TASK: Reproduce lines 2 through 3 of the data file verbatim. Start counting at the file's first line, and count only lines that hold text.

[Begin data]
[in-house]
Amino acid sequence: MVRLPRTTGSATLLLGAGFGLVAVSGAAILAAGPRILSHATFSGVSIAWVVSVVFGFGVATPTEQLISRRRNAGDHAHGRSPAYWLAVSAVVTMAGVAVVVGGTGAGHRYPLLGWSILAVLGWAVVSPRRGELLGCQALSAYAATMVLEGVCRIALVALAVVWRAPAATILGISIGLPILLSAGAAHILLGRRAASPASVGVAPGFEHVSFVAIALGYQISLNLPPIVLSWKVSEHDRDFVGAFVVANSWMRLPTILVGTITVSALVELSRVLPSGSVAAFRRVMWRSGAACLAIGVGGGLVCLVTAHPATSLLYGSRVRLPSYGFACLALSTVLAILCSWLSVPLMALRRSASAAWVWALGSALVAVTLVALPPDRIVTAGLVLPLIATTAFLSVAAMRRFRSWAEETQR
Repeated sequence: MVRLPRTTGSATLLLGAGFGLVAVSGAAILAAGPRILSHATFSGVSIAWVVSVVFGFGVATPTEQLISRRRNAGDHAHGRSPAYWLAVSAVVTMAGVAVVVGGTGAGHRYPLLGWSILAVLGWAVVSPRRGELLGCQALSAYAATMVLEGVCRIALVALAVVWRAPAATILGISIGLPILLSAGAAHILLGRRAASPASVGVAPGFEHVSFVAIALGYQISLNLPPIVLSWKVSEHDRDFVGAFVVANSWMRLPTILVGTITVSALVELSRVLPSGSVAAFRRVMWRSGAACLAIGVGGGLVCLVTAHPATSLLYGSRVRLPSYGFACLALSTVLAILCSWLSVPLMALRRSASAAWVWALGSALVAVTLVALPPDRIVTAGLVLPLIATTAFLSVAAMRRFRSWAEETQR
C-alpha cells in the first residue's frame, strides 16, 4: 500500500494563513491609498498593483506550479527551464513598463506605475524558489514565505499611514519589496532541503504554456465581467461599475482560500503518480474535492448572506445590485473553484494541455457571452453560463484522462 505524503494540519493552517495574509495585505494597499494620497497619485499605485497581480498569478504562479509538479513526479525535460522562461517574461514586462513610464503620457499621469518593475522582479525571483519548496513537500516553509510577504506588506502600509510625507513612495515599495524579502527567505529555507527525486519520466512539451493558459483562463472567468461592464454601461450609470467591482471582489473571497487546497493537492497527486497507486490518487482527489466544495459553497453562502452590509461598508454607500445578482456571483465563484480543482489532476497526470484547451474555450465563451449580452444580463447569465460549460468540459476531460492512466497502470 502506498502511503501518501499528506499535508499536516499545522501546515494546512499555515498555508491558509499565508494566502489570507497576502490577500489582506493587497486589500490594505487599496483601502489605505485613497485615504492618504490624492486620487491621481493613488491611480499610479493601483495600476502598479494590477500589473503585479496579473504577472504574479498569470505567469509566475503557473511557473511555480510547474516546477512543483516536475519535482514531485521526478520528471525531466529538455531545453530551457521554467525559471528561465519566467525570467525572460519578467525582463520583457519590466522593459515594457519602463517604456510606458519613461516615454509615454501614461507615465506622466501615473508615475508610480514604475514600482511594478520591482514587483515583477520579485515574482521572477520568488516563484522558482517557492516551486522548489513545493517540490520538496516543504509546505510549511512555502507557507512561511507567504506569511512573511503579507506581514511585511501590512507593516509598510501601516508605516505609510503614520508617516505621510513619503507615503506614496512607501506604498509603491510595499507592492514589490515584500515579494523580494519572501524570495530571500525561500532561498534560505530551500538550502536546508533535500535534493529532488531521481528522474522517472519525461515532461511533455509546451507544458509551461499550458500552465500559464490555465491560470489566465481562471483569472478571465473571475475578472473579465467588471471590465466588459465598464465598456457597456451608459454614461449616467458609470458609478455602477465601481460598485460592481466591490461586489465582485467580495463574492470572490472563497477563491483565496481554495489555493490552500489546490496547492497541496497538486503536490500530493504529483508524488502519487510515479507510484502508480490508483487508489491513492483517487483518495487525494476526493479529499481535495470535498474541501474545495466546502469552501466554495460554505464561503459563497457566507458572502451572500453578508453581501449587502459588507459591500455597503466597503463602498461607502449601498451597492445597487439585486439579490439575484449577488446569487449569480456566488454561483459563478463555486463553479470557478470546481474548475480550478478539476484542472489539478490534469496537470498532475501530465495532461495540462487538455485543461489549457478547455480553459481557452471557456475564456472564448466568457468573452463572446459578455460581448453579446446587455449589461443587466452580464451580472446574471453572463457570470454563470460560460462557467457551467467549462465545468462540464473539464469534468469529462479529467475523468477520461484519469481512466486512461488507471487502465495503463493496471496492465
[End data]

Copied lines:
Amino acid sequence: MVRLPRTTGSATLLLGAGFGLVAVSGAAILAAGPRILSHATFSGVSIAWVVSVVFGFGVATPTEQLISRRRNAGDHAHGRSPAYWLAVSAVVTMAGVAVVVGGTGAGHRYPLLGWSILAVLGWAVVSPRRGELLGCQALSAYAATMVLEGVCRIALVALAVVWRAPAATILGISIGLPILLSAGAAHILLGRRAASPASVGVAPGFEHVSFVAIALGYQISLNLPPIVLSWKVSEHDRDFVGAFVVANSWMRLPTILVGTITVSALVELSRVLPSGSVAAFRRVMWRSGAACLAIGVGGGLVCLVTAHPATSLLYGSRVRLPSYGFACLALSTVLAILCSWLSVPLMALRRSASAAWVWALGSALVAVTLVALPPDRIVTAGLVLPLIATTAFLSVAAMRRFRSWAEETQR
Repeated sequence: MVRLPRTTGSATLLLGAGFGLVAVSGAAILAAGPRILSHATFSGVSIAWVVSVVFGFGVATPTEQLISRRRNAGDHAHGRSPAYWLAVSAVVTMAGVAVVVGGTGAGHRYPLLGWSILAVLGWAVVSPRRGELLGCQALSAYAATMVLEGVCRIALVALAVVWRAPAATILGISIGLPILLSAGAAHILLGRRAASPASVGVAPGFEHVSFVAIALGYQISLNLPPIVLSWKVSEHDRDFVGAFVVANSWMRLPTILVGTITVSALVELSRVLPSGSVAAFRRVMWRSGAACLAIGVGGGLVCLVTAHPATSLLYGSRVRLPSYGFACLALSTVLAILCSWLSVPLMALRRSASAAWVWALGSALVAVTLVALPPDRIVTAGLVLPLIATTAFLSVAAMRRFRSWAEETQR